Elizabeth Hogue on Questionable Billing Practices to Fix Now

The Office of Inspector General of the U. S. Department of Health and Human Services issued Report OEI-04-11-00240 in August 2012, entitled “Inappropriate and Questionable Billing by Medicare Home Health Agencies.” Unlike some other guidance published the OIG, this report provides detailed information about inappropriate and questionable billing practices by home health agencies. Specifically, the OIG concluded that HHA billing is questionable or unusually high on the six measures below, if greater than the 75th percentile plus 1.5 times the interquartile range.

The six measures are as follows:

1. High average outlier payment amounts per beneficiary

According to the OIG, HHAs with outlier payments above $403 per beneficiary have unusually high outlier payments and are likely engaging in questionable billing practices.

2. High number of visits per beneficiary

HHAs that bill for 91 or more visits per beneficiary are engaging in questionable billing practices.

3. High number of late episodes per beneficiary

HHAs that bill for more than two late episodes per beneficiary are likely engaging in inappropriate billing practices.

4. High number of therapy visits per beneficiary

According to the OIG, 24 therapy visits per beneficiary is probably too many.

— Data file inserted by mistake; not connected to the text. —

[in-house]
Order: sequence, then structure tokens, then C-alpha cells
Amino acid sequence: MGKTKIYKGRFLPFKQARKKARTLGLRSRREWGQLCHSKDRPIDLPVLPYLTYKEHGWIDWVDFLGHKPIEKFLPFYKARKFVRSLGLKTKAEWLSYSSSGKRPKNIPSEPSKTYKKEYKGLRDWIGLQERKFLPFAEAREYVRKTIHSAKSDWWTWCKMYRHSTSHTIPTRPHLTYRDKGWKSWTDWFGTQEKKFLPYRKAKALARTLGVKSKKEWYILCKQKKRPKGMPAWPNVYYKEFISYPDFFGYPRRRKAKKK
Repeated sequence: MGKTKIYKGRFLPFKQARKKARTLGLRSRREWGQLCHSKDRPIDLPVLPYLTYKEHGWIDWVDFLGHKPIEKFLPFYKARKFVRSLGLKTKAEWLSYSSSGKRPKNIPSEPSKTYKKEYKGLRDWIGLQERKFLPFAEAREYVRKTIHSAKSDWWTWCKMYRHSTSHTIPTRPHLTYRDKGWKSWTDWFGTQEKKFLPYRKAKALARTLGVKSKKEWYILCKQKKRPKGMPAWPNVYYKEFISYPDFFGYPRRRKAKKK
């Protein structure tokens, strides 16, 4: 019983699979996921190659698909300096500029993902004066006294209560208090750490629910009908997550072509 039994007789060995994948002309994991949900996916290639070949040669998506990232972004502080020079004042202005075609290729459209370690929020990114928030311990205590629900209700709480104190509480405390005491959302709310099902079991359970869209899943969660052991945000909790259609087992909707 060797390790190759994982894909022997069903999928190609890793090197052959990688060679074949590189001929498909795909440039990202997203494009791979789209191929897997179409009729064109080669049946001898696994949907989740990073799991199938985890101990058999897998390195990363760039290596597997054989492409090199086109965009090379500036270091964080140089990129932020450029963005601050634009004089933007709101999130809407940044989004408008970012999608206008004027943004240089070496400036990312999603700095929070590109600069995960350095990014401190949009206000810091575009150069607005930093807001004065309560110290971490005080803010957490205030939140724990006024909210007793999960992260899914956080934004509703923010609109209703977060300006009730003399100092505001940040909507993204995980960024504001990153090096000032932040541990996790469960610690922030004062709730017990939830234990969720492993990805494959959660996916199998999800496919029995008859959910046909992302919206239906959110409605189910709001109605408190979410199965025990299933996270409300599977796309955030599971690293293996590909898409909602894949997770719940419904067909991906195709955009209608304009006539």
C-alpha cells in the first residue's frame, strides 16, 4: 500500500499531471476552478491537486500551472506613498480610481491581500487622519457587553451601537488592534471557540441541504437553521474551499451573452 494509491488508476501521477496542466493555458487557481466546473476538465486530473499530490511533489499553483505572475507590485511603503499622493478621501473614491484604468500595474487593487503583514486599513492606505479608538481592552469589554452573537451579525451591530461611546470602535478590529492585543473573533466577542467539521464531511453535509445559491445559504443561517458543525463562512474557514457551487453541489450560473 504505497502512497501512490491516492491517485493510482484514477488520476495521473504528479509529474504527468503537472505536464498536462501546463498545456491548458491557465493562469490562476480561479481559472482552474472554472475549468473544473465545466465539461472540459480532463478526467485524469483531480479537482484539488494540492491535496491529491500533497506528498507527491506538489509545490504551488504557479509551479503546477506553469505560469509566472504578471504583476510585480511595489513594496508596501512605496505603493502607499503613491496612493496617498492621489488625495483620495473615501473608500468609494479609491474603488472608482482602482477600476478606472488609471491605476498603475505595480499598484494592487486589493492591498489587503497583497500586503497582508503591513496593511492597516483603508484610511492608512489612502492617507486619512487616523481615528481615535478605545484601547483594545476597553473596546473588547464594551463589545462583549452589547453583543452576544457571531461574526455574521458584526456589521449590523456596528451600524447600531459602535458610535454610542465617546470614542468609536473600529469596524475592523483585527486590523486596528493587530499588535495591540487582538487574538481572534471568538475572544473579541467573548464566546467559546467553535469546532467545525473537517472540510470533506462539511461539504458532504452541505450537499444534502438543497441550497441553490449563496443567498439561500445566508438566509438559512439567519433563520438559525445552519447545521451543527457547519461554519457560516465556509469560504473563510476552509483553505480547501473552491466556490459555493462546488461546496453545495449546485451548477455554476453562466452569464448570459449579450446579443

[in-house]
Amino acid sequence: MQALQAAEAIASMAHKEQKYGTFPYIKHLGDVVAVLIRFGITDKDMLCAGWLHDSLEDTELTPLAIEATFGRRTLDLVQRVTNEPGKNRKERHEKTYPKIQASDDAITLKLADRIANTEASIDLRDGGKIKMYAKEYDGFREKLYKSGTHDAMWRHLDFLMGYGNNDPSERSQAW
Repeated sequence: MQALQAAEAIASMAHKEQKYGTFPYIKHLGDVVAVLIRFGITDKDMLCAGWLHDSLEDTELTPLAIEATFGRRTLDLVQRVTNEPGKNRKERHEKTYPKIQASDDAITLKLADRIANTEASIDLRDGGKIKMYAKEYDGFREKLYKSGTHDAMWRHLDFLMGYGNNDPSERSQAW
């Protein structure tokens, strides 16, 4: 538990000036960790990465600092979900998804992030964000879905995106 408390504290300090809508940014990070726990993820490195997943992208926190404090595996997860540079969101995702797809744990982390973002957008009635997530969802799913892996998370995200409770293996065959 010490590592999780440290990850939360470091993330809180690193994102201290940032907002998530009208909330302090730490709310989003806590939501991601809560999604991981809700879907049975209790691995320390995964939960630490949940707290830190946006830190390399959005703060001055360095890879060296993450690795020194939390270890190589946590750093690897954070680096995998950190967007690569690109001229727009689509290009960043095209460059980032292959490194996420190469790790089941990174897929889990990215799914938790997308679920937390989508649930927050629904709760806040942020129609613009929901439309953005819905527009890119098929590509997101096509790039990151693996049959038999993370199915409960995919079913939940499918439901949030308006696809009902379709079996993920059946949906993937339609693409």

5. High payments per beneficiary

The OIG’s threshold for unusually high payments is $11,653 per beneficiary.

6. High average number of therapy visits per beneficiary

HHAs with at least 61 percent of beneficiaries for whom other HHAs billed Medicare are also likely engaging in questionable billing practices.

The OIG went on to say in the report that in 2010, 25 percent of HHAs exceeded the above thresholds for at least one of the above six measures.

There is good news and bad news! The good news is that HHAs now have specific information about what the OIG views as questionable, inappropriate billing practices. If you are one of these HHAs, you know you are in the “crosshairs.” Fix it right now! The bad news is that the OIG thinks that at least one-fourth of all home health agencies are engaging in billing practices that deserve further scrutiny. Enforcement actions hurt everyone, including patients. Fix it right now!

Contact Elizabeth E. Hogue, Esq. at (877) 871-4062 or via email by clicking here. Click here to follow Elizabeth Hogue on Twitter!

© 2012 Elizabeth E. Hogue, Esq. All rights reserved. No portion of this material may be reproduced in any form without the advance written permission of the author.

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